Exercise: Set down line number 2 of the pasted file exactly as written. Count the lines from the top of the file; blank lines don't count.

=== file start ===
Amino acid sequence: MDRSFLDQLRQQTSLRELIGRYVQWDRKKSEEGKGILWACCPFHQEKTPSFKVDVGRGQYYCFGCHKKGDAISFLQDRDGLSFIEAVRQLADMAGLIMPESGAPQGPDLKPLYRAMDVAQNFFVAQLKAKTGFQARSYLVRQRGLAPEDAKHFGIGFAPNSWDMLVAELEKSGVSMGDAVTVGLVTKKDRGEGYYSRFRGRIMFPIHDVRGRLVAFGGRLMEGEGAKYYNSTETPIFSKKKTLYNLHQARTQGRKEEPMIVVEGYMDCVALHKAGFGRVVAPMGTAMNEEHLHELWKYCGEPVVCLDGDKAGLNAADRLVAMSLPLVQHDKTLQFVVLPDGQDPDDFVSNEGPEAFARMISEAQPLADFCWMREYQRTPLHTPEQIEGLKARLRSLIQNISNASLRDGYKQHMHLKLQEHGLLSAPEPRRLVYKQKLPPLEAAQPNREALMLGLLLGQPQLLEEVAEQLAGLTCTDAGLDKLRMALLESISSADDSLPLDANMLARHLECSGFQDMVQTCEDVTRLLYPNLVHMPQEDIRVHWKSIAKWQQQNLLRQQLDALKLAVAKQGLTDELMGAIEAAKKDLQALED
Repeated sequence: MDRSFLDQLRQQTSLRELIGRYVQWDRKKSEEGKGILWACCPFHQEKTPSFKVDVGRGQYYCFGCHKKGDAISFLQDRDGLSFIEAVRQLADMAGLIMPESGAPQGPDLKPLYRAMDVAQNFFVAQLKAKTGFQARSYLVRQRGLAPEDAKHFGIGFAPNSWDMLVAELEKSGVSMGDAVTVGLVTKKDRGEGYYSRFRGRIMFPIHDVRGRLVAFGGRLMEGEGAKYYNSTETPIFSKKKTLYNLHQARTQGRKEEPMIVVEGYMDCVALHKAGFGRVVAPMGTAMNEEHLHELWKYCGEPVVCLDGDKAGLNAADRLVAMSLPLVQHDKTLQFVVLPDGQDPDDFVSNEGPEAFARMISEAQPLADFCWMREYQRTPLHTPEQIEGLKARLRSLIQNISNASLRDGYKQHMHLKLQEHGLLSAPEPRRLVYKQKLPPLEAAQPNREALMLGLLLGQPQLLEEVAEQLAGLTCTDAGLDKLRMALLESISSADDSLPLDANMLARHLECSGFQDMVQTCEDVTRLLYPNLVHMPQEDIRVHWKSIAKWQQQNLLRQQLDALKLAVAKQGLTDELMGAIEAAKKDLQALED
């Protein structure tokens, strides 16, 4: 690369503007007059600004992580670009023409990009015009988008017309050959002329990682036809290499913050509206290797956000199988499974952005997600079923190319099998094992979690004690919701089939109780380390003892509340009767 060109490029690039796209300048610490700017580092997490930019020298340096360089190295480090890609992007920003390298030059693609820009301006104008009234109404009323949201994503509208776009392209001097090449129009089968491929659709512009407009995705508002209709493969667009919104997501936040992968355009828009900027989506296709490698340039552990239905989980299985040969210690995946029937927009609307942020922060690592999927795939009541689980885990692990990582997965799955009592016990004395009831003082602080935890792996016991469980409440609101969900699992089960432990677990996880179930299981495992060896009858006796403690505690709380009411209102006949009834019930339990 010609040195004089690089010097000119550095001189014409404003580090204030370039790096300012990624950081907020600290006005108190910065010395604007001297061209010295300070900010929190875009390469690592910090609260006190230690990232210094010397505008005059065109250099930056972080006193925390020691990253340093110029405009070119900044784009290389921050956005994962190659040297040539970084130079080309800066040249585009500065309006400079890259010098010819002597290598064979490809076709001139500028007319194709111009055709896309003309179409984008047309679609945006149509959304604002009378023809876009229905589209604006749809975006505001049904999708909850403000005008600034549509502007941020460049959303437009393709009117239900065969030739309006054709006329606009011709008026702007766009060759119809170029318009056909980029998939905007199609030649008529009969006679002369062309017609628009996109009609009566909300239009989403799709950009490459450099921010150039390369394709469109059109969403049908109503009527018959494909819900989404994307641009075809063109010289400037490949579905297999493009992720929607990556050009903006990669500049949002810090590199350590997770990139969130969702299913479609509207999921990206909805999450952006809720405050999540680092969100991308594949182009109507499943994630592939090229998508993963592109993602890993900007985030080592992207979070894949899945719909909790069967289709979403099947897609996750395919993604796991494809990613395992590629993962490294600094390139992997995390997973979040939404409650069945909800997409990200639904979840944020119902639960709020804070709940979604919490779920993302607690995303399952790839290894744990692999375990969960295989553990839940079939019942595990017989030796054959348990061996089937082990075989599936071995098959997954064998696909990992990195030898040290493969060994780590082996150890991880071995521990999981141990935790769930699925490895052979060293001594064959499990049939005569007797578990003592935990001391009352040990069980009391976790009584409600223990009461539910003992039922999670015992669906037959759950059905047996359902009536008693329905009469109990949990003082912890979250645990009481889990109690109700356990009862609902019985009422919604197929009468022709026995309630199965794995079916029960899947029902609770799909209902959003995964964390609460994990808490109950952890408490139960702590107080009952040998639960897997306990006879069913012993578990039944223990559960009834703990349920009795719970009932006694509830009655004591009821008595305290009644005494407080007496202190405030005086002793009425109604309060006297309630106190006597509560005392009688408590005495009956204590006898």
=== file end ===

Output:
Repeated sequence: MDRSFLDQLRQQTSLRELIGRYVQWDRKKSEEGKGILWACCPFHQEKTPSFKVDVGRGQYYCFGCHKKGDAISFLQDRDGLSFIEAVRQLADMAGLIMPESGAPQGPDLKPLYRAMDVAQNFFVAQLKAKTGFQARSYLVRQRGLAPEDAKHFGIGFAPNSWDMLVAELEKSGVSMGDAVTVGLVTKKDRGEGYYSRFRGRIMFPIHDVRGRLVAFGGRLMEGEGAKYYNSTETPIFSKKKTLYNLHQARTQGRKEEPMIVVEGYMDCVALHKAGFGRVVAPMGTAMNEEHLHELWKYCGEPVVCLDGDKAGLNAADRLVAMSLPLVQHDKTLQFVVLPDGQDPDDFVSNEGPEAFARMISEAQPLADFCWMREYQRTPLHTPEQIEGLKARLRSLIQNISNASLRDGYKQHMHLKLQEHGLLSAPEPRRLVYKQKLPPLEAAQPNREALMLGLLLGQPQLLEEVAEQLAGLTCTDAGLDKLRMALLESISSADDSLPLDANMLARHLECSGFQDMVQTCEDVTRLLYPNLVHMPQEDIRVHWKSIAKWQQQNLLRQQLDALKLAVAKQGLTDELMGAIEAAKKDLQALED